What Kind of Wild Animals Live Near You? Go Animal Track Hunting Today!

Spring is the perfect time of year for outdoor exploring and animal track hunting.  The lack of vegetation in the woods combined with the mud of the season help to reveal animal tracks that are easily hidden the rest of the year.  Taking your kids on an “animal track hunt” is a great family adventure, and it’s the perfect way to get everyone outside.

Go animal track hunting!
What kind of animals live near your house?

You can use your detective skills and the downloadable and printable sheet in this post to help identify the animals you find tracks for.  The same instructions are posted below if you’d rather not print them.  (Download and print the attached animal track and plaster mold guide here.)

Here’s what you will need:

  • A one- or two-pound bag or box of plaster of Paris. This is a powder that looks like flour. You can buy plaster of Paris at the hardware store. It is not of expensive.
  • A mixing bowl – a small plastic container such as Tupperware or a plastic cereal bowl. Actually you can use anything that will hold one or two cups of water without leaking, but plastic is reusable and easier to clean. You will be mixing the plaster with water, so it is also better to have something shallow and wide rather than something tall and narrow.
  • A bottle of water.  A 16-ounce plastic soda bottle works great.
  • An old tablespoon.
  • A 2-liter soda bottle cut into 2 inch sections.
  • A few sheets of newspaper to wrap the track cast.
  • A bag or knapsack to put all of this stuff in.
  • Oh yeah, old shoes and clothes that you can get muddy in.

Let the detective work begin:

Look for tracks on wet ground and soft mud. The best place to look is where animals go to get water. The bank of a creek, stream, river, pond, or lake is a great place to start. Sandbars are good places, too. The edges of mud puddles shouldn’t be overlooked.

How to make a plaster cast:

Once you have found a good clean track that you want to keep, gently clear away any debris around the track. Remove any leaves, small stones or twigs without disturbing the track.  Place one soda bottle ring around the track so that the track is centered, and press it about 1/2 inch into the ground. This makes a sturdy circular wall that will keep the plaster from running out.

Mix up some plaster:

Follow the directions that came with the plaster.

If you don’t have instructions, here is how we do it in the field: carefully begin sprinkling some of the plaster into the water. When the plaster looks like the top of a volcano and is about 1/2 inch taller than the water, stop. (See the drawing. It’s worth a thousand words.) Let it sit for a minute or two so that the plaster absorbs some of the water.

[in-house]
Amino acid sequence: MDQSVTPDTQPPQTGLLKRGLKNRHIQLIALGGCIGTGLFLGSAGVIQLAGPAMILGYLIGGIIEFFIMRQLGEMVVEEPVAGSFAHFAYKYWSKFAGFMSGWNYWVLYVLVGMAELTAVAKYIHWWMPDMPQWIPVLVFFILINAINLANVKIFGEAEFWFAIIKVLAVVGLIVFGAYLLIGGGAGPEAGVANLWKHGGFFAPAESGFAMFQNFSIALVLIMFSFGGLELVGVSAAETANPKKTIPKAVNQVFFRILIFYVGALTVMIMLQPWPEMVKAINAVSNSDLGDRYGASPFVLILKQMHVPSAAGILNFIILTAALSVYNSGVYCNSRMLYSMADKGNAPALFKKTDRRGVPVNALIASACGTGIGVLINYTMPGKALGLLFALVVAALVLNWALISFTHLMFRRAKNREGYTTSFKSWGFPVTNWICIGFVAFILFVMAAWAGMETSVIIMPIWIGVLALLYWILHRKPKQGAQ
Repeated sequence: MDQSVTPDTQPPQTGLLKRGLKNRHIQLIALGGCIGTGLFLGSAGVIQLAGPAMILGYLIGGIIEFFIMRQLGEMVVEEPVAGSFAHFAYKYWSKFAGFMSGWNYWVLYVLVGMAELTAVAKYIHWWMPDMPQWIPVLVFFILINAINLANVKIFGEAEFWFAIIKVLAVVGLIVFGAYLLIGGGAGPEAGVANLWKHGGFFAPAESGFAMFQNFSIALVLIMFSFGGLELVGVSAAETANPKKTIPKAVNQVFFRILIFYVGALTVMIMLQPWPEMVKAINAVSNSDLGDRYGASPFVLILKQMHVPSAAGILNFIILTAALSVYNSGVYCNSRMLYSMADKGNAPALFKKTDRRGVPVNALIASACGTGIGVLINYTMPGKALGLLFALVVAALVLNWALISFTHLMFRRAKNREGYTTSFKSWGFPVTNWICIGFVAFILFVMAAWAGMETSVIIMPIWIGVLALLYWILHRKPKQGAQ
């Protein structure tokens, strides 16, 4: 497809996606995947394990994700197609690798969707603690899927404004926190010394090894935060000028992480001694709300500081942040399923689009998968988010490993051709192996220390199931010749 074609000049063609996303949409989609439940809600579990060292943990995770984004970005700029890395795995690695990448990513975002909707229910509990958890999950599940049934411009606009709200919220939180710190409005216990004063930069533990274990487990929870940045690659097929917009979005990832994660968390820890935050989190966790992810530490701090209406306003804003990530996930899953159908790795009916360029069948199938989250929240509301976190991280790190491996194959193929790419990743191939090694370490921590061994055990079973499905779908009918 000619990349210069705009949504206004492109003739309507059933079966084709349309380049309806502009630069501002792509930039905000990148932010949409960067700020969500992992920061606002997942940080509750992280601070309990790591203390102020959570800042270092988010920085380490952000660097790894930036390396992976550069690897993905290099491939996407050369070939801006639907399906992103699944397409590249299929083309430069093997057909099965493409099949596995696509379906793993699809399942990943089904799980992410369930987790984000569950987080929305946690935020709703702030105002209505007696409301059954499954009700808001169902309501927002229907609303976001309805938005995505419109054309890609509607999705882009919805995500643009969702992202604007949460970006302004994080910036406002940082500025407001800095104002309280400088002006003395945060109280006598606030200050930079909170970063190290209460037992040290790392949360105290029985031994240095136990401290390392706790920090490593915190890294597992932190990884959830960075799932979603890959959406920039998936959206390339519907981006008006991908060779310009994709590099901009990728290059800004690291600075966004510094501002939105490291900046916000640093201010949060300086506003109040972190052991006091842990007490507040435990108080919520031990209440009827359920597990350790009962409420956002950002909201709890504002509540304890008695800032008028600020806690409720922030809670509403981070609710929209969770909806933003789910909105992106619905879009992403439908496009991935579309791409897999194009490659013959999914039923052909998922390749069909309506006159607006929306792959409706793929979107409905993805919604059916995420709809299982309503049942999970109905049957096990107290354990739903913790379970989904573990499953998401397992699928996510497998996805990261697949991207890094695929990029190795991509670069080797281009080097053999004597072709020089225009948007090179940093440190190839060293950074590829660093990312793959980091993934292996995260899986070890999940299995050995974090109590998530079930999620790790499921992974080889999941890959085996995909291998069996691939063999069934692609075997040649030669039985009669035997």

When the plaster looks like the top of a volcano and is about 1/2 inch taller than the water, stop.  Let it sit for a minute or two so that the plaster absorbs some of the water.
When the plaster looks like the top of a volcano and is about 1/2 inch taller than the water, stop. Let it sit for a minute or two so that the plaster absorbs some of the water.

Next, begin slowly (slowly is the magic word) stirring the plaster and water with your spoon until it is creamy like pancake batter. Here is another hint: you don’t want to get air bubbles into the plaster mix. They take away some of the detail of the track. Don’t whip the mix. Just stir it gently until it is evenly mixed and has no lumps.

Gently tap the bottom of your mixing bowl on a rock or a fallen tree trunk to remove any air bubbles. As you tap you will see bubbles come to the top. Aren’t you glad you didn’t whip the plaster? Keep tapping until the bubbles stop coming up.

Now you are ready to pour the plaster into the circle you made earlier. Do not pour the plaster directly on the track. It might ruin it. Instead, pour to the side of the track and let it run into the track. Fill the circle to the top.

This plaster thing you have just made is called a cast. It needs to harden for at least 30 minutes. An hour is better. Even after an hour, the cast will still be soft and will easily break if handled roughly. This is a good time to look for more tracks. Can you find any bird tracks? How about snail tracks?

When the time is up, it is time to remove the cast. Start removing the mud 4 or 5 inches outside of the cast. Next dig away the mud below the cast. Carefully lift up the cast. If there is any resistance, stop. Dig out some more mud. Do not try to pry the cast out with a spoon or a stick. It will crack. Lift it out gently with your hands.

Wrap the cast in newspaper to protect it on the trip home. It is still very fragile. It will be for about two more days. When plaster is drying it feels warm to the touch. The cast will be ready to clean after it feels cool to the touch.  Clean it by carefully brushing away any dirt and debris.

Then you can paint it if you like.

Next, you’ll need to identify your tracks.  Download and print the attached animal track and plaster mold guide and take it with you in the field, or use the photos below to help identify your tracks. If you’d rather skip the do-it-yourself way, there is a ready made Wildlife Animal Track Mold Kit made just for you.  Also, if you’d like a more in-depth identification guide, check out The Tracker’s Field Guide.  It’s loaded with valuable information and identification techniques perfect for beginners and advanced trackers alike.

Common Tracks

Common Tracks 2

 

Common Tracks 3

 

Common Tracks 4

 

Common Tracks 5

 

Common Tracks 6

 

Common Tracks 7

*NOTE – The attached printable pdf and the instructions in this article are part of the public domain and are courtesy of the USGS.  They can be found at http://education.usgs.gov/kids/tracks.html.

 

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